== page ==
How Did Andy Warhol Die?

Andy Warhol was American Pop art’s greatest icon, and his untimely death in 1987 shocked family, friends and followers. How did it happen?

Jun 2, 2022By Rosie Lesso, MA Contemporary Art Theory, BA Fine Art

andy warhol pop artists dies shooting skull


Andy Warhol was the undisputed king of American Pop Art. On the surface, it seemed as though his life was as bold and technicolored as his art. He became a regular on the New York party circuit, and established his iconic Factory where artists and celebrities would congregate to socialize and make art. But beneath the façade, Warhol wrestled with his own inner demons and health struggles, particularly in his later years. In 1987, at the age of 58, Warhol died suddenly and unexpectedly during what should have been a routine operation. How did this happen? Let’s look closer at the circumstances.


Andy Warhol Died During Gallbladder Surgery

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Andy Warhol portrait, image courtesy of Huffington Post


In 1987 Warhol went in to hospital for gallbladder surgery. Sadly, he died unexpectedly of a cardiac arrest. Throughout his life Warhol had an intense fear of hospitals. He had been putting off his gallbladder surgery for years because of this anxiety. Jose Diaz, curator of the Andy Warhol Museum says Warhol was his own worst enemy. He noted, “He could have gotten (the surgery) scheduled and done earlier, had he been more preventative about his health.” It is also worth noting, that while Warhol’s operation was ‘routine’, surgeon Dr. Ryan described Warhol as a “sick person,” with a series of health issues brought about by his partying lifestyle, as well as his horrific shooting by Valerie Solanas years earlier (more on this below).


His Family Sued the Hospital for Malpractice

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Andy Warhol with his famous Brillo boxes, image courtesy of The New York Skyline


Following Andy Warhol’s unexpected death, his family were so horrified that they sued the hospital for malpractice. During the court case, Warhol’s family stated that he had suffered during surgery of “over-hydration.” Evidence they presented showed that the hospital had negligently pumped too much fluid into Warhol’s body. This caused an internal pressure that ultimately led to heart failure. Looking back, Warhol’s private doctor said that Warhol was in “good health” when he entered the hospital. Eventually the hospital settled the case out of court, donating $3 million to the Warhol estate and the artist’s two brothers.


Valerie Solanas Shot Andy Warhol in 1968

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Tabloid newspaper reportage covering the moment when Valerie Solanas shot Andy Warhol, image courtesy of the History Channel

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When the paranoid feminist Valerie Solanas shot Andy Warhol in 1968, she nearly killed him. The injuries Warhol sustained during the shooting were severe, leaving him permanently damaged. After a grueling 5 hours of surgery, he spent two months recovering in hospital for injuries across much of his entire abdomen area. Even after leaving hospital, Andy Warhol had to wear a surgical vest to hold his organs together for the rest of his life. Understandably, these injuries weakened Warhol’s general health in a variety of ways. Most worryingly, he had trouble eating and swallowing, leaving him anemic and drastically underweight. Warhol claims one of the few foods he could eat was Campbells soup, the company whose brand he made famous.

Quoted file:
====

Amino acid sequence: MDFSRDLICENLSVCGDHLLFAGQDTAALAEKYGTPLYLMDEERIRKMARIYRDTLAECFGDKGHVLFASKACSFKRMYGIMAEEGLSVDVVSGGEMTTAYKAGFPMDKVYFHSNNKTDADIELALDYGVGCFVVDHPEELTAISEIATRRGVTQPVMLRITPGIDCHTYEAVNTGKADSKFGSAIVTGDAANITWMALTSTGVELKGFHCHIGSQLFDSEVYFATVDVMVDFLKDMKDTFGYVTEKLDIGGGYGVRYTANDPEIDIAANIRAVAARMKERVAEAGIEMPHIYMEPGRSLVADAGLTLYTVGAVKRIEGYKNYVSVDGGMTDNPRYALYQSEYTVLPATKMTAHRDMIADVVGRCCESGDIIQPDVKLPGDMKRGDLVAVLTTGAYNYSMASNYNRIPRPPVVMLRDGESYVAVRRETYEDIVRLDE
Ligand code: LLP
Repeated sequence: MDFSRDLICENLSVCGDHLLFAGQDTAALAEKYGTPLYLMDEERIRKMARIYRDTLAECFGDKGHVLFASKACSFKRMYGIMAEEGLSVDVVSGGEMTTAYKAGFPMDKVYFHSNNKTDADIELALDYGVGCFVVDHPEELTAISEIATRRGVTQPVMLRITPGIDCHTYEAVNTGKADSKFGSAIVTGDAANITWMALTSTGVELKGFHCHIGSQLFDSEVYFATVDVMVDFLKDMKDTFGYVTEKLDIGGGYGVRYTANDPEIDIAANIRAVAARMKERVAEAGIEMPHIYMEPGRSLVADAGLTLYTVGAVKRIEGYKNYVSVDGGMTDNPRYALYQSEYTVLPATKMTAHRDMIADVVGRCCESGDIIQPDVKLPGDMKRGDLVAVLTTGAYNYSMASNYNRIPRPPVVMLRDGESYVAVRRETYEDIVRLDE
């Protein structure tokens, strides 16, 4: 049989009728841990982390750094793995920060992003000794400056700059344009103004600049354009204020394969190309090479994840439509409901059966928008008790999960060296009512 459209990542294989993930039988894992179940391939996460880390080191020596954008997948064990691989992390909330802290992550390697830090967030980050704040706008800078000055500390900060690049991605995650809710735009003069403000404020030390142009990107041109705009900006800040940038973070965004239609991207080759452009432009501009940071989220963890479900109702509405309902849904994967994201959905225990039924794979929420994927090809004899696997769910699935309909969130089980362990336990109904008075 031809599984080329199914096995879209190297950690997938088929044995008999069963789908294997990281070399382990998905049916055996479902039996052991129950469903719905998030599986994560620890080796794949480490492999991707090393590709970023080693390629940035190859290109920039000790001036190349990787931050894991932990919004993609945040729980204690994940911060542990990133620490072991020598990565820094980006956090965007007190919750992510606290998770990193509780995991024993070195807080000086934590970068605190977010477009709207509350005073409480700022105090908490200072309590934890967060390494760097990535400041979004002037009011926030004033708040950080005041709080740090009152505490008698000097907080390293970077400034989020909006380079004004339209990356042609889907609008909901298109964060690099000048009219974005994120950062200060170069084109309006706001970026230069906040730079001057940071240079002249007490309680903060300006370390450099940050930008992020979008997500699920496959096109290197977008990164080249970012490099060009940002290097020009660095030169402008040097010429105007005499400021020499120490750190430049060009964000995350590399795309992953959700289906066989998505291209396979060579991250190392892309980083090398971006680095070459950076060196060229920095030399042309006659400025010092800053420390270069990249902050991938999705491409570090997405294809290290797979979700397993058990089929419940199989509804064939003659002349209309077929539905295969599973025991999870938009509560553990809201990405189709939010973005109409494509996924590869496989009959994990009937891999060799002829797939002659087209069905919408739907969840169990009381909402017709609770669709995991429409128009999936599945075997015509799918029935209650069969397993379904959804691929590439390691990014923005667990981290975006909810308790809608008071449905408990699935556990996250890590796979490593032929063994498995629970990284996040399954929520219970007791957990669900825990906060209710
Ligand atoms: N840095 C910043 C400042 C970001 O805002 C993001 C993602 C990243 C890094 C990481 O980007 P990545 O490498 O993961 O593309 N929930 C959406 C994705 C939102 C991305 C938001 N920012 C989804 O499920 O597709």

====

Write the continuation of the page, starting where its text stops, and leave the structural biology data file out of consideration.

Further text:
He Was Deeply Traumatized

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Andy Warhol, Skulls, 1975, image courtesy of Christie’s


The shooting incident left Andy Warhol deeply traumatized. Having a near-death experience further intensified his pre-existing fear of hospitals and he went out of his way to avoid getting medical treatment. This fear of death played out in Warhol’s many prints of skulls. In 1973 Warhol deliberately avoided having gallstone surgery because, as one his doctor’s said, “He was convinced if he was hospitalized, he would die.” One of Warhol’s doctors noted that this fear of hospitals and medical treatment was a contributing factor in Warhol’s death. Because he had been putting off the surgery for so long, his gallbladder infection had become such a severe issue that it was no longer a routine operation but a life-threatening medical emergency. Sadly, that day we lost one of the art world’s brightest lights. But his incredible legacy as the worldwide leader of Pop Art lives on throughout the art and design industries today.

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By Rosie LessoMA Contemporary Art Theory, BA Fine ArtRosie is a contributing writer and artist based in Scotland. She has produced writing for a wide range of arts organizations including Tate Modern, The National Galleries of Scotland, Art Monthly, and Scottish Art News, with a focus on modern and contemporary art. She holds an MA in Contemporary Art Theory from the University of Edinburgh and a BA in Fine Art from Edinburgh College of Art. Previously she has worked in both curatorial and educational roles, discovering how stories and history can really enrich our experience of art.